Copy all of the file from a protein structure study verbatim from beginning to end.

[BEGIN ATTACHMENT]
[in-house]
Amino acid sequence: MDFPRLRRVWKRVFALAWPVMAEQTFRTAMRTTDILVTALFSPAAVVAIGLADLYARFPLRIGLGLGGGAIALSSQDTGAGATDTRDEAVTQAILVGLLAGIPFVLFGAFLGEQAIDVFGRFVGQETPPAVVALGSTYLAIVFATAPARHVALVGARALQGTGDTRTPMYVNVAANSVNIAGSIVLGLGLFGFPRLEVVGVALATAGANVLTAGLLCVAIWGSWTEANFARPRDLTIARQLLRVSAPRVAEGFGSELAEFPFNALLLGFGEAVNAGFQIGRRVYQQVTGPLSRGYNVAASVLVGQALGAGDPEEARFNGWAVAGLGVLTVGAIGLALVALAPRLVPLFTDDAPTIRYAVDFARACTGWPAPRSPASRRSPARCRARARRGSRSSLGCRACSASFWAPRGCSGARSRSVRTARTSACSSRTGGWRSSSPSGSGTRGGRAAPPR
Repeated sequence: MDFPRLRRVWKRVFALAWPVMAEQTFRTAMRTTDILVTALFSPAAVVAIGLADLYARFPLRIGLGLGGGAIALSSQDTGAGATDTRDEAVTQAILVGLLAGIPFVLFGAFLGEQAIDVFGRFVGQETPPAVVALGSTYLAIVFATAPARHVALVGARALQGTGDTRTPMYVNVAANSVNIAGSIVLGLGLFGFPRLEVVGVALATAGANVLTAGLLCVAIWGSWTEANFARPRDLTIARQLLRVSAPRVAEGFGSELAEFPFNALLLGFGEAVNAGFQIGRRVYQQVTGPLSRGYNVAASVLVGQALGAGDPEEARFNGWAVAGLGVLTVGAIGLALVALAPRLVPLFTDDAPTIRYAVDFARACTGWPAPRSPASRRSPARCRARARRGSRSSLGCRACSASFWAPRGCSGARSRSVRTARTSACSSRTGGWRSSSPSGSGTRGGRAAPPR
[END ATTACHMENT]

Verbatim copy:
[in-house]
Amino acid sequence: MDFPRLRRVWKRVFALAWPVMAEQTFRTAMRTTDILVTALFSPAAVVAIGLADLYARFPLRIGLGLGGGAIALSSQDTGAGATDTRDEAVTQAILVGLLAGIPFVLFGAFLGEQAIDVFGRFVGQETPPAVVALGSTYLAIVFATAPARHVALVGARALQGTGDTRTPMYVNVAANSVNIAGSIVLGLGLFGFPRLEVVGVALATAGANVLTAGLLCVAIWGSWTEANFARPRDLTIARQLLRVSAPRVAEGFGSELAEFPFNALLLGFGEAVNAGFQIGRRVYQQVTGPLSRGYNVAASVLVGQALGAGDPEEARFNGWAVAGLGVLTVGAIGLALVALAPRLVPLFTDDAPTIRYAVDFARACTGWPAPRSPASRRSPARCRARARRGSRSSLGCRACSASFWAPRGCSGARSRSVRTARTSACSSRTGGWRSSSPSGSGTRGGRAAPPR
Repeated sequence: MDFPRLRRVWKRVFALAWPVMAEQTFRTAMRTTDILVTALFSPAAVVAIGLADLYARFPLRIGLGLGGGAIALSSQDTGAGATDTRDEAVTQAILVGLLAGIPFVLFGAFLGEQAIDVFGRFVGQETPPAVVALGSTYLAIVFATAPARHVALVGARALQGTGDTRTPMYVNVAANSVNIAGSIVLGLGLFGFPRLEVVGVALATAGANVLTAGLLCVAIWGSWTEANFARPRDLTIARQLLRVSAPRVAEGFGSELAEFPFNALLLGFGEAVNAGFQIGRRVYQQVTGPLSRGYNVAASVLVGQALGAGDPEEARFNGWAVAGLGVLTVGAIGLALVALAPRLVPLFTDDAPTIRYAVDFARACTGWPAPRSPASRRSPARCRARARRGSRSSLGCRACSASFWAPRGCSGARSRSVRTARTSACSSRTGGWRSSSPSGSGTRGGRAAPPR